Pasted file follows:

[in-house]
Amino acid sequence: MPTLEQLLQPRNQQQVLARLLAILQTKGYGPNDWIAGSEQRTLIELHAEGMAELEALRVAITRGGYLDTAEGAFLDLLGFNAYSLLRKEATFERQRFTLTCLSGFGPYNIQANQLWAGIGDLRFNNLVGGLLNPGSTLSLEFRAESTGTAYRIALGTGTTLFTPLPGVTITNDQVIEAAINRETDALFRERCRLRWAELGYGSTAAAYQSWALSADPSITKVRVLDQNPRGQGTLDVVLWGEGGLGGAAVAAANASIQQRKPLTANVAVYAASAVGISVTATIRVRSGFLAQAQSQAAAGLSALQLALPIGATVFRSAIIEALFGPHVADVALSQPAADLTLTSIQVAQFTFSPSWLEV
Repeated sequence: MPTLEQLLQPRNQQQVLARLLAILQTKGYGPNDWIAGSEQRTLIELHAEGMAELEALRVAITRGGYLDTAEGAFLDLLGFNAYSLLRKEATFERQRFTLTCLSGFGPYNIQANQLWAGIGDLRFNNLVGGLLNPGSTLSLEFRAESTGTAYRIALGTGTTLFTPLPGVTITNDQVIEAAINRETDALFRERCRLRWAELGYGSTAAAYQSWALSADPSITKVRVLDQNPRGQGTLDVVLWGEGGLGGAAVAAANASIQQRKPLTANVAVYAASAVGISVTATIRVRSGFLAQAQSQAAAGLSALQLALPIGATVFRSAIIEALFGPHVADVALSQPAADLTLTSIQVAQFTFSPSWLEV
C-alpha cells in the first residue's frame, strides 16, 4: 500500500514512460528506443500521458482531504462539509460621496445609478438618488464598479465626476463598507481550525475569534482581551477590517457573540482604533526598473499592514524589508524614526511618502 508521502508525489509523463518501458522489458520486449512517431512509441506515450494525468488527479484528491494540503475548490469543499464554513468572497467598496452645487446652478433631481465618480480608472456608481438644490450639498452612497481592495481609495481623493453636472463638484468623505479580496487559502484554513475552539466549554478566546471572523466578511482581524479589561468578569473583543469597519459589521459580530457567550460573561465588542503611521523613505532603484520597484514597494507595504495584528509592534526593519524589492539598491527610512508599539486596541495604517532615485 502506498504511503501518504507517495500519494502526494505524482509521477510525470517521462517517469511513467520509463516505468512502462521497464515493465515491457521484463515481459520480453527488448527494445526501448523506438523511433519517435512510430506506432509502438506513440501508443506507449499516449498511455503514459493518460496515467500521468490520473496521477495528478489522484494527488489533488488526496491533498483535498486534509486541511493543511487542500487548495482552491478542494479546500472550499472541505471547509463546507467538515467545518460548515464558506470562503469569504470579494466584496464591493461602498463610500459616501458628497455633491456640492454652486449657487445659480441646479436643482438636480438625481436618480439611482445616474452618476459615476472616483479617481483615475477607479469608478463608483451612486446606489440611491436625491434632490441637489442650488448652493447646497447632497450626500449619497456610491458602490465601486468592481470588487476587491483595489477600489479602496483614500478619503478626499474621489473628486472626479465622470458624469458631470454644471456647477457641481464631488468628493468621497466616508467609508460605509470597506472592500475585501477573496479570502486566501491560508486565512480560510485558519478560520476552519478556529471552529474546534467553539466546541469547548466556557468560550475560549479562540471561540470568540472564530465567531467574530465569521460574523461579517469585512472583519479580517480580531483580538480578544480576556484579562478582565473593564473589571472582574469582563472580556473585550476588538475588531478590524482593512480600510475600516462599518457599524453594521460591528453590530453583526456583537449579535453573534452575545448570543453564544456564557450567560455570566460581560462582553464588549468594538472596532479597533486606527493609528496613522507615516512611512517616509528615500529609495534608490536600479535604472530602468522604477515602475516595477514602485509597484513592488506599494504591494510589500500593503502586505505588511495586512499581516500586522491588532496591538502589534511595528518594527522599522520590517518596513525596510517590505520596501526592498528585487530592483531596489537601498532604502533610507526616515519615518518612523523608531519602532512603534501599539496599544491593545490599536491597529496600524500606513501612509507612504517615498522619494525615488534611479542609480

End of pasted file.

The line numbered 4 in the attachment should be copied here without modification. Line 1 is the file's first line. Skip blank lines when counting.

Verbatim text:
C-alpha cells in the first residue's frame, strides 16, 4: 500500500514512460528506443500521458482531504462539509460621496445609478438618488464598479465626476463598507481550525475569534482581551477590517457573540482604533526598473499592514524589508524614526511618502 508521502508525489509523463518501458522489458520486449512517431512509441506515450494525468488527479484528491494540503475548490469543499464554513468572497467598496452645487446652478433631481465618480480608472456608481438644490450639498452612497481592495481609495481623493453636472463638484468623505479580496487559502484554513475552539466549554478566546471572523466578511482581524479589561468578569473583543469597519459589521459580530457567550460573561465588542503611521523613505532603484520597484514597494507595504495584528509592534526593519524589492539598491527610512508599539486596541495604517532615485 502506498504511503501518504507517495500519494502526494505524482509521477510525470517521462517517469511513467520509463516505468512502462521497464515493465515491457521484463515481459520480453527488448527494445526501448523506438523511433519517435512510430506506432509502438506513440501508443506507449499516449498511455503514459493518460496515467500521468490520473496521477495528478489522484494527488489533488488526496491533498483535498486534509486541511493543511487542500487548495482552491478542494479546500472550499472541505471547509463546507467538515467545518460548515464558506470562503469569504470579494466584496464591493461602498463610500459616501458628497455633491456640492454652486449657487445659480441646479436643482438636480438625481436618480439611482445616474452618476459615476472616483479617481483615475477607479469608478463608483451612486446606489440611491436625491434632490441637489442650488448652493447646497447632497450626500449619497456610491458602490465601486468592481470588487476587491483595489477600489479602496483614500478619503478626499474621489473628486472626479465622470458624469458631470454644471456647477457641481464631488468628493468621497466616508467609508460605509470597506472592500475585501477573496479570502486566501491560508486565512480560510485558519478560520476552519478556529471552529474546534467553539466546541469547548466556557468560550475560549479562540471561540470568540472564530465567531467574530465569521460574523461579517469585512472583519479580517480580531483580538480578544480576556484579562478582565473593564473589571472582574469582563472580556473585550476588538475588531478590524482593512480600510475600516462599518457599524453594521460591528453590530453583526456583537449579535453573534452575545448570543453564544456564557450567560455570566460581560462582553464588549468594538472596532479597533486606527493609528496613522507615516512611512517616509528615500529609495534608490536600479535604472530602468522604477515602475516595477514602485509597484513592488506599494504591494510589500500593503502586505505588511495586512499581516500586522491588532496591538502589534511595528518594527522599522520590517518596513525596510517590505520596501526592498528585487530592483531596489537601498532604502533610507526616515519615518518612523523608531519602532512603534501599539496599544491593545490599536491597529496600524500606513501612509507612504517615498522619494525615488534611479542609480